Worthy to Suffer
Persecution is part of being a follower of Jesus. He was “despised and rejected by men” (Isaiah 53). As His followers, we not only know the “power of His resurrection,” but also the “fellowship of His sufferings” (Philippians 3:10).
Stephen was a respected man in his community, filled with the Holy Spirit, wise, and one through whom miracles and wonders were manifest. Yet, the truth he spoke was fiercely rejected, resulting in his arrest and eventual death by stoning.
Many people reject truth because they don’t want to face their own sins. They claim morality and justice, but only that which permits them to be the judge and determiner. Since the Garden of Eden, human nature is to “be like God,” determining and defining good and evil. In America, idolatry begins with “I” – in more ways than one.
Therefore, those who claim Jesus Christ as the only source of truth are labeled “exclusive” and “intolerant.” Spoken words of biblical truth are considered “hate speech.” Followers of Jesus are pressured to privatize their faith, while others parade their beliefs proudly.
[Note: Regretfully, there are a few followers of Jesus whose speech and attitude truly are hate-filled and arrogant, not reflecting the character of Jesus. Perhaps they are immature and not yet discipled, or hard-hearted and legalistic. Either way, hateful attitudes and spiteful actions are displeasing to the Lord and can be destructive to the testimony of Jesus. Still, many sincere and humble followers of Jesus are targeted and persecuted, simply because of their faith in and proclamation of Jesus Christ.]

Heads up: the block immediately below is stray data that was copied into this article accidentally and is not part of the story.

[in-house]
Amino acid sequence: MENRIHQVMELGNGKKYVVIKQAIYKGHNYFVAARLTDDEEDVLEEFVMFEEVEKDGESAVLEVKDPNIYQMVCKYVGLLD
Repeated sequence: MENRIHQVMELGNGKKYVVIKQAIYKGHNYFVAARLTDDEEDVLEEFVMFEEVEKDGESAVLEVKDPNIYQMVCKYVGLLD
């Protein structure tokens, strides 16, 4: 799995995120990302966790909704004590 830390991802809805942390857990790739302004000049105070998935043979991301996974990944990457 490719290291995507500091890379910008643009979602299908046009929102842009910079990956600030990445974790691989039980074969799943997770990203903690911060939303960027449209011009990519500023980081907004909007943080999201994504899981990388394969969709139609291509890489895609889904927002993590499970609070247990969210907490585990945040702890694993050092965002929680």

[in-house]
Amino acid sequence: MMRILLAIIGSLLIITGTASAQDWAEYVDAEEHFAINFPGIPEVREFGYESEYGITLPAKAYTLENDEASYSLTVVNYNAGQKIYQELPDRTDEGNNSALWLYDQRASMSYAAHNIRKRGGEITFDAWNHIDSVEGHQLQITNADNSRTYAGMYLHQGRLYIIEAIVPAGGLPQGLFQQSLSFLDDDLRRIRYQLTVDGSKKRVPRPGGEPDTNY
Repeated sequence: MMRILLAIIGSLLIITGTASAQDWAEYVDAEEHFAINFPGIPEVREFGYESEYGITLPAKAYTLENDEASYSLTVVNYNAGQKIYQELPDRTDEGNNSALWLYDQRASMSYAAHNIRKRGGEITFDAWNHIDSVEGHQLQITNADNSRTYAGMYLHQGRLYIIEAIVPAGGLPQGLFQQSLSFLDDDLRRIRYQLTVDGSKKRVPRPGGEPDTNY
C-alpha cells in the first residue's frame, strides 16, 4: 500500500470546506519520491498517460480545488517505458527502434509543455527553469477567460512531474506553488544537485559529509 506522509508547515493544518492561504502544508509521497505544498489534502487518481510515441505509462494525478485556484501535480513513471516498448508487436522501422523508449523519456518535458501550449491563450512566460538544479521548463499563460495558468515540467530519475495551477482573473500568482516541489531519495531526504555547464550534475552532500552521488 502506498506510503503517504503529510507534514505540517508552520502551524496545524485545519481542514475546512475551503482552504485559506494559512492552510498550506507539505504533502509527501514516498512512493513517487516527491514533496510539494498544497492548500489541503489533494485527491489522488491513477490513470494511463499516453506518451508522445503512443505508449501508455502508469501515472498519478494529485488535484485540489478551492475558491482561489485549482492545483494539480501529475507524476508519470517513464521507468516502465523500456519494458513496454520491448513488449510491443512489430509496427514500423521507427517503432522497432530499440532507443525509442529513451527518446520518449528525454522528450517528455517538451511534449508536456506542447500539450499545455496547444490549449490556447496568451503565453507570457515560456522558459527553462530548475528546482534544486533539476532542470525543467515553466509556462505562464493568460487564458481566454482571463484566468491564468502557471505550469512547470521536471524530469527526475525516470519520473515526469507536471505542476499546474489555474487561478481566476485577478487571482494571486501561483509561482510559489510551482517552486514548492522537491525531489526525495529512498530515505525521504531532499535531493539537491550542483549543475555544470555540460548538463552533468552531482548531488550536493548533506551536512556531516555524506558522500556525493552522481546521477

Followers of Jesus will be persecuted. How then should we respond? Stephen sets the bar pretty high with his Christ-like response.
“Then they cast him out of the city and stoned him. And the witnesses laid down their garments at the feet of a young man named Saul.
And as they were stoning Stephen, he called out, “Lord Jesus, receive my spirit.”
And falling to his knees he cried out with a loud voice, “Lord, do not hold this sin against them.” And when he had said this, he fell asleep.”
Acts 7:58-60 ESV
Like Jesus, Stephen willingly gave his life.
Like Jesus, Stephen willingly forgave his persecutors.
Like Jesus, Stephen’s death served to give others new life. Did you notice that Saul was there, consenting to Stephen’s death? Think about the impact Stephen made in his life. Saul was educated, religious, and passionate about justice, yet he was actually an enemy of God. He would have known the story of Jesus and heard the details about His crucifixion. Now, standing in front of Stephen, watching him being stoned to death, Saul would have seen the similarities between Jesus and Stephen. But the greatest impact would have occurred when Stephen looked out toward his persecutors, and maybe stared directly into Saul’s eyes, and said, “Father. forgive them.”
That moment had to have been sealed in Saul’s mind and heart. Not long after that event, Luke tells us that Paul had a personal encounter with Jesus that transformed his life – and our world – forever. Stephen’s persecution was a part of Saul’s transformation.
Perhaps your words of testimony are being rejected. Maybe you’ve been marginalized, threatened, or even persecuted for your faith. The worldly mindsets and philosophies around us seek to box us in and keep us quiet. But know this – your testimony, both verbalized in words and visualized in action, is planting seeds of faith, which will grow and produce a harvest of souls for God’s kingdom.
Following Jesus is not an easy path, but it is a worthy one. This is why many believers in the early church had this to say about their persecution: “I was counted worthy to suffer for the One who suffered for me.”
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